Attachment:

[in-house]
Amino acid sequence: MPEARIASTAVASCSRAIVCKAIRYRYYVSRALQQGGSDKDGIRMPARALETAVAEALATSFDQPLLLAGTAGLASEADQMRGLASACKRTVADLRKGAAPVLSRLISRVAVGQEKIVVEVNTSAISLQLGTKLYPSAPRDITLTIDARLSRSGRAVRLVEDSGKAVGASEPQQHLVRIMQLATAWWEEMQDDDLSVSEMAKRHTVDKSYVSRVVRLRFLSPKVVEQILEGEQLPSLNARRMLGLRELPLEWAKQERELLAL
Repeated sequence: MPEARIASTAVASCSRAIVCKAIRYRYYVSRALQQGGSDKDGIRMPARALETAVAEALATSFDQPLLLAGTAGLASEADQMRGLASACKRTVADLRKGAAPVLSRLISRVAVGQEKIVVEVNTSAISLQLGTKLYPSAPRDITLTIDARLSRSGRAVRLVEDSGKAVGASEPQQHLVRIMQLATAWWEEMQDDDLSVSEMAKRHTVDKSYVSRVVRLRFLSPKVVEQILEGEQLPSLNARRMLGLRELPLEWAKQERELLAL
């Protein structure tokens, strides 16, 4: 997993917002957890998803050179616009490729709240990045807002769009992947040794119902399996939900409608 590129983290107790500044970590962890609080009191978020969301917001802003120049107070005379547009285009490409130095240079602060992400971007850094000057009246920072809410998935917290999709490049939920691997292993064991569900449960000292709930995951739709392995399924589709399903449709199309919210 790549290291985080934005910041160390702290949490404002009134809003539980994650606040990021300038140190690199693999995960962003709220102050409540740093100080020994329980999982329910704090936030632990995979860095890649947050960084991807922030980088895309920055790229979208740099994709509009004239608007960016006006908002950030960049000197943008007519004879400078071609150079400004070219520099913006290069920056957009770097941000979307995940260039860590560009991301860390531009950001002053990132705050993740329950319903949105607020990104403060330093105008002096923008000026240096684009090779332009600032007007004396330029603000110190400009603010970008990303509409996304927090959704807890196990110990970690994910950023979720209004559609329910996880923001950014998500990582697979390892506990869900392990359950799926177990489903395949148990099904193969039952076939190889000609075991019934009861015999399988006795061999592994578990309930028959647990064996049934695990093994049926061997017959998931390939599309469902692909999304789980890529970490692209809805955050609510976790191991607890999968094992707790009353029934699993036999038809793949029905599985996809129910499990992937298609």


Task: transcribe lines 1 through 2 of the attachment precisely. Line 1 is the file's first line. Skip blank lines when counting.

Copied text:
[in-house]
Amino acid sequence: MPEARIASTAVASCSRAIVCKAIRYRYYVSRALQQGGSDKDGIRMPARALETAVAEALATSFDQPLLLAGTAGLASEADQMRGLASACKRTVADLRKGAAPVLSRLISRVAVGQEKIVVEVNTSAISLQLGTKLYPSAPRDITLTIDARLSRSGRAVRLVEDSGKAVGASEPQQHLVRIMQLATAWWEEMQDDDLSVSEMAKRHTVDKSYVSRVVRLRFLSPKVVEQILEGEQLPSLNARRMLGLRELPLEWAKQERELLAL